Hi there,

Of course I also only express my own experiences. We were not sure if I could use a machine as I am Lupus Anticoagulant. But what is my alternative. I am very careful and my doctor knows me since several years. I have tested one year and have wonderful backup from my hospital. I must be on warfarin for ever.

But of course you must talk to the doctors. You must learn how to use the machine. For me personally the Roche machine has made my life easier .I agree that no blood test is accurate with APS.


I have been self testing for 9 years and have been extremely happy. It's 100 miles round trip just to have an INR check. Annually my doctor has me test at home and then test at her office and it's always been right on. I think it, like everything else, is dependent on the patient, confidence level and their doctor's advice.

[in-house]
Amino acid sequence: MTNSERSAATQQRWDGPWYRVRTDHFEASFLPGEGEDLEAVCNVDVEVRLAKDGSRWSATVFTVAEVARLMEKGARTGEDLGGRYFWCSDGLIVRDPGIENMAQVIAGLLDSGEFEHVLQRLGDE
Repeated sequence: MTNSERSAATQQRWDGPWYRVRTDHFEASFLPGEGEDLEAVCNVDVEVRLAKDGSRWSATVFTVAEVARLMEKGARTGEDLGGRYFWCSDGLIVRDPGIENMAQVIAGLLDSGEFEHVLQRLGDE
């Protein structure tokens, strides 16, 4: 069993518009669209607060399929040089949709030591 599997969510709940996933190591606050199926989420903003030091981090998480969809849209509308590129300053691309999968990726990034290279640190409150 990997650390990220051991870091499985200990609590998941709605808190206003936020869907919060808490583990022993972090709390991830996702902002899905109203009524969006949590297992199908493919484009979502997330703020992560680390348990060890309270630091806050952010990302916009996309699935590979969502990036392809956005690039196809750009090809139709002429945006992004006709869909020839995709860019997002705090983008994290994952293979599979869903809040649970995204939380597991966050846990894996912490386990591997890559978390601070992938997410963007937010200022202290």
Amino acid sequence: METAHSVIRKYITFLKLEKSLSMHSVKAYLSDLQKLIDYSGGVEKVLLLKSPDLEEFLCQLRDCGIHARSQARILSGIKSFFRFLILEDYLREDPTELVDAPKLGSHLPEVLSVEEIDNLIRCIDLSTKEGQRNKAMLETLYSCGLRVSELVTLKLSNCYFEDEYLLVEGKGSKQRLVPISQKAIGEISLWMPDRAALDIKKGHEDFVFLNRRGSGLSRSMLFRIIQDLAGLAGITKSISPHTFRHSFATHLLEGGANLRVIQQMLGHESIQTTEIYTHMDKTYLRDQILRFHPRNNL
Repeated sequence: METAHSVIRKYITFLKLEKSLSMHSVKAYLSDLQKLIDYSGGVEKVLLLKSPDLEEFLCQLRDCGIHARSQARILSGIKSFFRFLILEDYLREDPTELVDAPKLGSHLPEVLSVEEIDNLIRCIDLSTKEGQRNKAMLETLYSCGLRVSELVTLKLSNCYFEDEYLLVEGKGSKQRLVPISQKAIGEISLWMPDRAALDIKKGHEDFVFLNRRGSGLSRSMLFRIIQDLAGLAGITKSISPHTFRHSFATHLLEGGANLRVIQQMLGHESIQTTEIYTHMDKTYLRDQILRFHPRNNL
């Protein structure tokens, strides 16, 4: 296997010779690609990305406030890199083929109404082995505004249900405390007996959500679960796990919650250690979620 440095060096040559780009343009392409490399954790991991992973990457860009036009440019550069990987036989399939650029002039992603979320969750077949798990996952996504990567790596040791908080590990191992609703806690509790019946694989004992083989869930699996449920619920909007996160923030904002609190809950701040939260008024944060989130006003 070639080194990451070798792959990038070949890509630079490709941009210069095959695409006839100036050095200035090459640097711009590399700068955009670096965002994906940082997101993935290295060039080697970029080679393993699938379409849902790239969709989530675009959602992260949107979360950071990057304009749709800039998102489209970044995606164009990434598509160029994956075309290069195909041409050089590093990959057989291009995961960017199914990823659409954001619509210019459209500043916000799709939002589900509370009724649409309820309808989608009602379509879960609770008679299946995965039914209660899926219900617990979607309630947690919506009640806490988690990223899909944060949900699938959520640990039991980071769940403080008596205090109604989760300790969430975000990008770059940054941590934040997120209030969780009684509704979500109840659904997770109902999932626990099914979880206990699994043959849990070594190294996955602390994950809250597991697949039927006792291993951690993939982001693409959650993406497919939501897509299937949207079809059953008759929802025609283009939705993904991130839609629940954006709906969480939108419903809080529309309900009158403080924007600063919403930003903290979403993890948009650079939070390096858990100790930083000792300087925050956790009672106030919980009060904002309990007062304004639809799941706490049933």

Thank you for taking time to comment APSnotfab. Perhaps I did not express myself all that well. I did do parallel testing for 3 months and all was fine. I noticed the change over a period of 10 days as I was testing more frequently. Your point is valid,however for anyone new as I was,it is all very overwhelming at first as you are coping with various symptoms as well as effects of medication and test results. I was just sharing my experience as it was very real to me. I am sure a number of people do benefit from the machine. I am just sad that I am not one of them as it gave me confidence and comfort whilst having one.